• Price plunge: U.S. multifamily property prices fell 1% in February and are now down 18.4% from their peak, but are still 14.3% above January 2020 levels.

🏭 Industrial

  • Southern surge: U.S. Southern and Southeastern regions lead in emerging industrial markets, with Charleston, FL’s 4.2% job growth making headlines.

  • Storage goldrush: Zenith IOS, led by Ben Atkins and Daniel Laub, owns 50 industrial properties worth $600M, capitalizing on limited industrial supply.

  • Mega move: Amazon (AMZN) commits to a 10-year lease at a 1.2MSF industrial facility in Phoenix, the largest known lease deal of the year.

  • Investment boom: Cohen Asset Management recently purchased Elwood Rising, a 120KSF industrial development in Goodyear, AZ, for $21.8M.


  • Shapewear shake-up: Kim Kardashian's Skims Body leased 20KSF at 647 Fifth Avenue for 75% less rent than Versace's prior $770 PSF lease.

  • Design dominance: Miami Design District expands with an $18M purchase of a 7.98KSF building housing a Boffi | DePadova showroom.

  • An aisle for everything: Aldi is leading all grocers with 109 new store openings in the U.S. last year, and plans to invest $9B over the next 5 years into 800 new stores by 2028.


  • Bottom bargain: Austin firm Capital Commercial Investments bought a 164KSF office in Irving at $56PSF for $9.1M, although it’s only 24% occupied.

  • Revamping Wildwood: Vision Properties refinanced Atlanta's Wildwood Center with a $65M loan from Franklin BSP Realty Trust, one of the largest recapitalizations this quarter.


How LVMH Revived an Abandoned Miami Warehouse District

How LVMH Helped Turn an Abandoned Miami Warehouse District Into a Luxury Hot Spot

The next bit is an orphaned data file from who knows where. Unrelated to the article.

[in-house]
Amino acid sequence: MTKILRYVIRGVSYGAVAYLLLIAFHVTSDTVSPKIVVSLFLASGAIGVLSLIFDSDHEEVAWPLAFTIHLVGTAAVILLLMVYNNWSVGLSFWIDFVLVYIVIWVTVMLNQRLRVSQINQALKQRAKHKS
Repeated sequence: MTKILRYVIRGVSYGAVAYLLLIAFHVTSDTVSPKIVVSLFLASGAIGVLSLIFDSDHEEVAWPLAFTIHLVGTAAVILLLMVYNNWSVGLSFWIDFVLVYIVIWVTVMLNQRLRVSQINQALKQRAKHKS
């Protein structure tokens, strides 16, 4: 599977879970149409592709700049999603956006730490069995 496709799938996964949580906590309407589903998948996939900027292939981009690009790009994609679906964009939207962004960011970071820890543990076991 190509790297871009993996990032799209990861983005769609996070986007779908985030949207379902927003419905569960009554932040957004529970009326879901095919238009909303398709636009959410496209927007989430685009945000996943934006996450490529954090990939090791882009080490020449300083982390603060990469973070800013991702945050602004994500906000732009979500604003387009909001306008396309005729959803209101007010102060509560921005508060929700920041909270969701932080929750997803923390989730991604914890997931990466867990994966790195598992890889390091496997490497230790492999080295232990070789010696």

One of the keys to the Design District’s success has been mixing its 30 acres of retail with outdoor sculptures and murals (Photo: WSJ)

LVMH Chief Executive Bernard Arnault and Miami developer Craig Robins teamed up to transform an abandoned Miami warehouse district into a luxurious hot spot

Luxury oasis: The Miami Design District, once a collection of dilapidated warehouses and empty lots, has been transformed into a luxury shopping destination, featuring flagship stores from LVMH's portfolio, including Louis Vuitton and Loewe, as well as rivals like Hermès and Chanel. This metamorphosis was driven by Robins and Arnault's shared vision to create a southern SoHo, culminating in the formation of Miami Design District Associates.

Business is booming: Over the past 14 years, the Design District has defied skeptics, becoming a globally recognized luxury retail center. With foot traffic increasing by 47% in recent years, the district has outperformed traditional luxury corridors like New York's Meatpacking District and Chicago's Magnificent Mile. The area's success is attributed to its unique blend of retail with outdoor art, making shopping experiences resemble visits to art galleries.

By the numbers: The asking rents in the Design District have surged 200% since 2019, marking the most significant increase in North American prime retail corridors. For some brands, the Miami location has become their top-performing store in America, highlighting the district's allure to both luxury retailers and consumers.


Global influence: Craig Robins' visionary work in the Design District has catalyzed Miami's rise as a global hub for culture and luxury, blending high-end retail with prestigious art events, Michelin-starred dining, and exclusive venues. “Miami was not thought of as an inventor of global cultural content,” Robins said. “I really wanted to change that.”


Chart showing the spike in 2024 commercial and multifamily loan maturities by PGIM Real Estate via Dave Wald.